The United Nations has come under fire for years from critics on both the right and the left.
Three days after the United Nations adopted a resolution calling on Israel to halt Jewish settlement activity on Palestinian territory, President-elect Donald Trump tweeted that the international body "is just a club for people to get together, talk and have a good time."
The harsh criticism, which Trump made Monday while vacationing at his Mar-a-Lago resort in Florida, signaled he would likely challenge more than just the 71-year-old institution's approach to the Middle East once he takes office.
While Trump did not elaborate on why he considered the United Nations ineffectual, he made it clear both before and after the Security Council adopted the resolution condemning Israeli settlements in the West Bank and East Jerusalem that he believed the United States should have blocked the move.
President Barack Obama instructed U.N. Ambassador Samantha Power to abstain from voting, on the grounds that the Israeli government's continued support for expanding Jewish settlements could undermine any prospect of eventually reaching a two-state solution to the simmering conflict.
After the Security Council voted Trump tweeted, "As to the U.N., things will be different after Jan. 20th," which is the day he will assume the presidency.
The United Nations has come under fire for years from critics on both the right and the left. Conservatives have attacked it for infringing on individual nations' sovereignty as well as wasting resources, while many developing nations argue that most major decisions remain dominated by a handful of countries that were influential when the United Nations was established decades ago.
In recent years, some of its peacekeeping troops have been repeatedly accused of raping civilians they were sent to protect, and this August the office of U.N. Secretary General Ban Ki-moon formally acknowledged that Nepalese peacekeepers sent by the United Nations to Haiti six years ago contributed to a cholera outbreak there even as U.N. officials maintained they have legal immunity in connection to the epidemic.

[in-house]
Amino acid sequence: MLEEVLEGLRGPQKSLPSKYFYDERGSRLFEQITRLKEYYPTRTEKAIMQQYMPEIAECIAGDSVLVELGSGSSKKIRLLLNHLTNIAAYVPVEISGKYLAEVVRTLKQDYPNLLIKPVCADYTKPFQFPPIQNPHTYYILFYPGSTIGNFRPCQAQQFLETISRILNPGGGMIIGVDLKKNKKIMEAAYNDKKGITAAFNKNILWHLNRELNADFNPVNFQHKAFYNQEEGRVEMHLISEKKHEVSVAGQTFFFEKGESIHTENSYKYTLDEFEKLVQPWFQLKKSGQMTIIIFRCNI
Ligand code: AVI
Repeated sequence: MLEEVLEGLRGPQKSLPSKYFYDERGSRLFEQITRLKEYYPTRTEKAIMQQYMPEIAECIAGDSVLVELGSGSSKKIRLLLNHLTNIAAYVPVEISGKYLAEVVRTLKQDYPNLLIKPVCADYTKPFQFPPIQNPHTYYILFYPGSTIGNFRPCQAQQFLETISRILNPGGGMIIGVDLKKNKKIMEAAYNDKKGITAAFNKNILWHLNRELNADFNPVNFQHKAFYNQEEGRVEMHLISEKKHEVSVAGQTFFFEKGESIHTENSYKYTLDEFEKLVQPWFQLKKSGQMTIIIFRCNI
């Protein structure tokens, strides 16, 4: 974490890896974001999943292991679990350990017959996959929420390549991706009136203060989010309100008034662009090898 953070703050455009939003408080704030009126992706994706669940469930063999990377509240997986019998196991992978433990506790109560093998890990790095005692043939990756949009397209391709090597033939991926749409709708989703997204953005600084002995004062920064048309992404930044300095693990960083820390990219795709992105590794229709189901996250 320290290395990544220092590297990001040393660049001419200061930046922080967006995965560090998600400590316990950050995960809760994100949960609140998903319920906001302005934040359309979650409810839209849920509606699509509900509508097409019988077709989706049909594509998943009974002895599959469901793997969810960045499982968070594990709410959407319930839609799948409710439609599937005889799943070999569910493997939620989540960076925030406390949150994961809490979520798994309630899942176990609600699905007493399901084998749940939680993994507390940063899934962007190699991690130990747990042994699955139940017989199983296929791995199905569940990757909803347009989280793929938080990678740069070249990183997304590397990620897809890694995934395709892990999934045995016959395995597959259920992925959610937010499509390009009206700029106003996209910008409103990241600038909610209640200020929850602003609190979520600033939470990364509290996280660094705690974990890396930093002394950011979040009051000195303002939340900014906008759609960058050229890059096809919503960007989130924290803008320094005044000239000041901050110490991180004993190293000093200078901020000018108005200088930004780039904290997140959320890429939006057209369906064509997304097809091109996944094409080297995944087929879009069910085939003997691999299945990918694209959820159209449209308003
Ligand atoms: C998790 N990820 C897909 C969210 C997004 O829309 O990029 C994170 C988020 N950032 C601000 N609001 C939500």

But the United Nations continues to play a key role in helping deliver humanitarian assistance across the globe, brokering cease-fires during conflicts and serving as a forum for sprawling issues such as how best to address climate change.
Obama has worked doggedly during his time in office to support multilateral institutions such as the United Nations. He has used his speech each year before the U.N. General Assembly as a way to lay out his vision for foreign affairs and has convened summits there to tackle questions that include the global refugee crisis and the fight against terrorism.
Earlier this month, the president stopped by to personally thank Ban for his work when the secretary general, who is stepping down at the end of the month, was meeting with national security adviser Susan Rice at the White House.
During a new conference last month, Obama emphasized that the United States must continue to play the leading role in maintaining "the basic framework of the world order" that was established after World War II.
"And I've said before, that's a burden that we should carry proudly," Obama said. "And I would hope that not just the 45th president of the United States, but every president of the United States understands that that's not only a burden, but it's also an extraordinary privilege. And if you have a chance to do that right, then you should seize it."(Except for the headline, this story has not been edited by NDTV staff and is published from a syndicated feed.)